Posted: 2 Min ReadThreat Intelligence

New Espionage Campaign Targets South East Asia

Unknown attacker using previously undocumented toolset targets defense, healthcare, and ICT sectors.

An espionage campaign using a previously undocumented toolset has targeted a range of organizations in South East Asia. Among the identified targets are organizations in the defense, healthcare, and information and communications technology (ICT) sectors. The campaign appears to have begun in September 2020 and ran at least until May 2021.

The toolset used by the attackers includes loaders, a modular backdoor, a keylogger, and an exfiltration tool designed to abuse cloud storage service Dropbox. 

Attacker toolbox

The initial infection vector employed by the attackers remains unknown. The earliest sign of attempted compromise is a loader that decrypts and loads a payload from a .dat file. At least two different file names have been observed for the .dat file: sdc-integrity.dat and scs-integrity.dat. The loader also calls the DumpAnalyze export from the decrypted payload.

The payload has yet to be identified but is almost certainly a modular backdoor. This can be inferred from one of the modules identified. This "Orchestrator" module points to the existence of a separate DLL module that exposes at least 16 functions, as well as the existence of a custom binary command and control (C&C) protocol used by Orchestrator but implemented separately.

This module appears to be a core component of the backdoor. It runs as a Windows service and a large part of its functionality is implemented in a separate DLL that is loaded from registry (located in HKEY_CLASSES_ROOT\.z\OpenWithProgidsEx\<value_name_resolved_at_runtime>).

The module is expected to export the following functions:

  • Construct
  • ConnectHost1
  • ForceCloseSocket
  • Accept
  • Recv
  • RecvEx
  • Send
  • SendEx
  • BindShell
  • TransmitData_htran
  • KillChildenProcessTree (sic)
  • ExtractIPToConnect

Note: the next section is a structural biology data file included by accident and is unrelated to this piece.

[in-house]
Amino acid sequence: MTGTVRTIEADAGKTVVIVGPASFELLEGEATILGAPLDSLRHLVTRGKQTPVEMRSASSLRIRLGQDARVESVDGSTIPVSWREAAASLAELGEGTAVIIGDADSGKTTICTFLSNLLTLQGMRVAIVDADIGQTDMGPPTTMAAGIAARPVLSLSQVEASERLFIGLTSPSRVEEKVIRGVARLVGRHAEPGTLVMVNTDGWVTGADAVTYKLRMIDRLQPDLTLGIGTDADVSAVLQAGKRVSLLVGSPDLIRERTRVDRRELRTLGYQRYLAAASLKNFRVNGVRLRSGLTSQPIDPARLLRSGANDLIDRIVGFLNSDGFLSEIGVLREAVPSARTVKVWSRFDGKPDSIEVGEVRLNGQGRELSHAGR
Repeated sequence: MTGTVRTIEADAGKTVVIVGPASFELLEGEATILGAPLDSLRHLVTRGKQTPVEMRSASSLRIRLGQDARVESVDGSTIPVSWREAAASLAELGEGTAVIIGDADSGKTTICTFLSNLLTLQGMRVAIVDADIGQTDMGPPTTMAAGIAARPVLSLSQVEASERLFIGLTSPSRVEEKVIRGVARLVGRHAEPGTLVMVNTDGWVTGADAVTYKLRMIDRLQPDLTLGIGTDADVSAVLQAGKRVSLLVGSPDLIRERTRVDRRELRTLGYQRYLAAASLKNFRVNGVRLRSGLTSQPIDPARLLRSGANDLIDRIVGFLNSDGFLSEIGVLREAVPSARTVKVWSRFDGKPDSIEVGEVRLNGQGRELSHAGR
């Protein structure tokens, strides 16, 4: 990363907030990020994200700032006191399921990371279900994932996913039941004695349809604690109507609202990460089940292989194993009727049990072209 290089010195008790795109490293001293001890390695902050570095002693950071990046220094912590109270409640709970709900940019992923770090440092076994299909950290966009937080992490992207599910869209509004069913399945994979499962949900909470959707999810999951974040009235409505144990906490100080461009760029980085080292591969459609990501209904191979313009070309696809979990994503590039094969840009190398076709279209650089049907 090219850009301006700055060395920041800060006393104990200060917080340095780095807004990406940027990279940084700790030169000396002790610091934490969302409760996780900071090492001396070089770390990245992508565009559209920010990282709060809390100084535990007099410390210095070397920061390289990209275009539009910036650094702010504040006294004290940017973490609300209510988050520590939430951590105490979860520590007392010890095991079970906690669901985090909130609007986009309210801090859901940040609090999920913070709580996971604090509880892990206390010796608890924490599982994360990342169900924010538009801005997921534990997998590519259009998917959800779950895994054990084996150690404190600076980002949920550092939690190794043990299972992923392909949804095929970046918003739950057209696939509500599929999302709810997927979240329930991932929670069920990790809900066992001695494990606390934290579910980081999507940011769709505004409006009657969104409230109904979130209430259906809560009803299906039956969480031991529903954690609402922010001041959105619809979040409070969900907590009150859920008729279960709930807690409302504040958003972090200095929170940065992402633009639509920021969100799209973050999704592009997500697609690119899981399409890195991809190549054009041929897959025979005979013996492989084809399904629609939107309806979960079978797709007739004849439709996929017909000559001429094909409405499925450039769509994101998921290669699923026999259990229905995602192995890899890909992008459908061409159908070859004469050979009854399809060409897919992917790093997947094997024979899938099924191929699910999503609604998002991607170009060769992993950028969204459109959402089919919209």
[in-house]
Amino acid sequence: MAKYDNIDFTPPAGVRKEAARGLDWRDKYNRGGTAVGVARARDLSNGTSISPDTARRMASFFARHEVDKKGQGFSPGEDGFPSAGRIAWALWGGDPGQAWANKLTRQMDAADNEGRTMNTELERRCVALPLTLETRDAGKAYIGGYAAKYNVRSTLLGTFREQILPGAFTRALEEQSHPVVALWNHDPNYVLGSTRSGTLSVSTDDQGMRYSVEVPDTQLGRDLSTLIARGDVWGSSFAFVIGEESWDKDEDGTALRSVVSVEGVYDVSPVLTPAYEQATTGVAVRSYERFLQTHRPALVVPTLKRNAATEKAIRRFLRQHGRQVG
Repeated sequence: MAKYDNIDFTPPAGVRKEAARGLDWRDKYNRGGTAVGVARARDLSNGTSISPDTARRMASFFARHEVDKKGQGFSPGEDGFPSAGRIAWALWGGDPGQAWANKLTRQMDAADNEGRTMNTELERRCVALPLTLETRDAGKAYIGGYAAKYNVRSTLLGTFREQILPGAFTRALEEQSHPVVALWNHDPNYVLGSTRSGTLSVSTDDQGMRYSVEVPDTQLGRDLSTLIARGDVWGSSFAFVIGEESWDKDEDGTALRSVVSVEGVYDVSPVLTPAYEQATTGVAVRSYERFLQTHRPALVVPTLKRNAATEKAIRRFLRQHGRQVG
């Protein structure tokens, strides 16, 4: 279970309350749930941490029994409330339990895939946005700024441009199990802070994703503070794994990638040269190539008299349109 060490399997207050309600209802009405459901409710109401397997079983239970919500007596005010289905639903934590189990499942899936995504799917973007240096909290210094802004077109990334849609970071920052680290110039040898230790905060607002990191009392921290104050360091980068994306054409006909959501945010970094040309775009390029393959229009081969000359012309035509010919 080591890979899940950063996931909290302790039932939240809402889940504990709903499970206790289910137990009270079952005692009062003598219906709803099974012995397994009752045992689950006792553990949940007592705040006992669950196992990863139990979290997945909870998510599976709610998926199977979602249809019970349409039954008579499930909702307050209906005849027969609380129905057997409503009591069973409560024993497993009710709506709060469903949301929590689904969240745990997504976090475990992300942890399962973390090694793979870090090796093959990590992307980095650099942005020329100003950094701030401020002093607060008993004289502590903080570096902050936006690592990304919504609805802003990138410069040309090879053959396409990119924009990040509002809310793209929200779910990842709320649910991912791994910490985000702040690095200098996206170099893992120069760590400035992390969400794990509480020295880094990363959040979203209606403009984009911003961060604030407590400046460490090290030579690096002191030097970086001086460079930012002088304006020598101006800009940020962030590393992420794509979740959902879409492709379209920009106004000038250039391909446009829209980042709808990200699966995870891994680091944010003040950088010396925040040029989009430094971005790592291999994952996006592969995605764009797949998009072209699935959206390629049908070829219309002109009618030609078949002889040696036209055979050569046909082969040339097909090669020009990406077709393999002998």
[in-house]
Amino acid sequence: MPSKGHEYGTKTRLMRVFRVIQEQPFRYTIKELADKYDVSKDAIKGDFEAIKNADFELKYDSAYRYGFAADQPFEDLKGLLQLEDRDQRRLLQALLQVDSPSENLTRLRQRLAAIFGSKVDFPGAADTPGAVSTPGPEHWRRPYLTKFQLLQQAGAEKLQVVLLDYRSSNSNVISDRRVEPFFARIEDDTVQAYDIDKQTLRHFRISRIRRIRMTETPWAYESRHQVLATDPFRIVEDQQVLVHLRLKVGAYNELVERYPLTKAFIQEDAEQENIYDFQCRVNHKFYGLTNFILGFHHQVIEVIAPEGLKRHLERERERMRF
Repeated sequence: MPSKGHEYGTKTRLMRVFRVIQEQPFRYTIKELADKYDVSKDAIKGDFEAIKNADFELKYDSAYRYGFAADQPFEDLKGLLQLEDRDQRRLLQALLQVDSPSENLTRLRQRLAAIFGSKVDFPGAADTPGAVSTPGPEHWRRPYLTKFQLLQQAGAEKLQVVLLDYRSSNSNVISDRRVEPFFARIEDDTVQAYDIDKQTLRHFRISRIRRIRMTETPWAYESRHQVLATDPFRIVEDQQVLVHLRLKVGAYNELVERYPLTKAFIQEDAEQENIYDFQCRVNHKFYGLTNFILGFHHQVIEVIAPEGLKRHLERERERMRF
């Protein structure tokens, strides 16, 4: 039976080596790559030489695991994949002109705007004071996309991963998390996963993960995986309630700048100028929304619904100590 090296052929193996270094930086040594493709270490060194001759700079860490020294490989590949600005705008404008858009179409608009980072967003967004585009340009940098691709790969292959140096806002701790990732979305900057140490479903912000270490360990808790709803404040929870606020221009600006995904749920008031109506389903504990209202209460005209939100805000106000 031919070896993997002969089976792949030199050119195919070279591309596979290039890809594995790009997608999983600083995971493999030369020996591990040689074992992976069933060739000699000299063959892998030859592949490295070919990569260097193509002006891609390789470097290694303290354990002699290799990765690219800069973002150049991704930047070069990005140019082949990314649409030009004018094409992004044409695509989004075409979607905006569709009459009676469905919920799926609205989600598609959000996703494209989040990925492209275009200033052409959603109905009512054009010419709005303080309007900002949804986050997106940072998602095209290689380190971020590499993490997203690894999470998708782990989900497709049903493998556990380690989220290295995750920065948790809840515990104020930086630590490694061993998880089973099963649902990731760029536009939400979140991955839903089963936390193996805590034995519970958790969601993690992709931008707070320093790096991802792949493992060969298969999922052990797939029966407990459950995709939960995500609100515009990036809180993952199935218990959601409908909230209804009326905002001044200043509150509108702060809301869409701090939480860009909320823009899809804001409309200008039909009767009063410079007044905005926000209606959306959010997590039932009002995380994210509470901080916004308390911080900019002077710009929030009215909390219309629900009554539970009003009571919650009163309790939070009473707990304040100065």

• ExtractIPToConnect1
  • GetDeviceInfoString1
  • GetPseudoSocketInfo
  • Decrypt_ByteToByte

The module loads a configuration either from a file (CSIDL_COMMON_APPDATA\Microsoft\Crypto\RSA\Keys.dat) or from the registry (HKEY_CLASSES_ROOT\.z\OpenWithProgidsEx\CONFIG). The configuration is encrypted. The module uses the function Decrypt_ByteToByte from the separate DLL to decrypt the configuration. The configuration is expected to contain the following options (stored in XML format):

  • FLAG
  • Ip
  • Dns
  • CntPort
  • LstPort
  • Blog
  • DropboxBlog
  • SvcName
  • SvcDisp
  • SvcDesc
  • SvcDll
  • OlPass
  • OlTime
  • SelfDestroy

The module also uses the hardcoded mutex name, Global\QVomit4.

Other tools used in the campaign include a keylogger, which shows signs of being authored by the same developer, sharing unique strings with other tools and string obfuscation techniques. The attackers also used 7zr, a legitimate tool that is a lightweight version of the 7-Zip archiver, in addition to a data-exfiltration tool that sends stolen data to Dropbox.

Possible false flags

The nature of the targets and the tools used have all the hallmarks of an espionage operation. Symantec has yet to attribute the attacks to a known actor and it appears that the attackers took some steps to complicate attribution. For example, it is not clear what language the group speaks and samples of the backdoor module found contained strings in what appeared to be both Cyrillic and Urdu scripts.

The only potential clue found to date is that one of the organizations attacked was also targeted by a tool used by the China-linked Leafhopper group (aka APT30) during the same time period. However, there is no evidence as yet to tie the tool to this campaign.


For the latest protection updates, please visit the Symantec Protection Bulletin.

Indicators of Compromise

Hash Description
bac4b50727c69ca7cc3c0a926bb1b75418a8a0eabd369a4f7118bb9bba880e06 Loader
b04be710feba6a070107ff276e1e17e348f534eb9be142271e1ea2fcffa1ef9b Loader
b25f3e8d1b7fcef6a54fc959d7e82c6a4e2da3836e98766ae4a157484da0b9b1 Loader
1af5252cadbe8cef16b4d73d4c4886ee9cecddd3625e28a59b59773f5a2a9f7f Orchestrator module
a6f75af45c331a3fac8d2ce010969f4954e8480cbe9f9ea19ce3c51c44d17e98 Orchestrator module
3d1ff2ded43e2d9c2e6e07e71f0e3adb815ea0eef7ca391ee272b874807add4a Orchestrator module
07904ce020b55a6343005db5a5dad7d841db8300fb270c78e8585903e1de13e2 Exfiltration tool
a15eda7c75cf4aa14182c3d44dc492957e9a9569e2d318881e5705da2b882324 Keylogger
967e8063bd9925c2c8dd80d86a6b01deb5af54e44825547a60c48528fb5f896d Keylogger
64f036f98aad41185163cb328636788a8c6b4e1082ae336dad42b79617e4813d Keylogger
91b3022e776d1ffb350e550911d08f10d30678bcb4c17d9c0ae5088f5e63146e Unknown file
c3aee1f79e27af6ddc8ded38bfdfab004ad489c8f81f7928cfea5c05a3605338 Suspected loader
37d0c0afaa77c7363b6515eff9590eba546cce2a751a454d5200a25b7c24dfef Unknown file

About the Author

Threat Hunter Team


The Threat Hunter Team is a group of security experts within Symantec whose mission is to investigate targeted attacks, drive enhanced protection in Symantec products, and offer analysis that helps customers respond to attacks.

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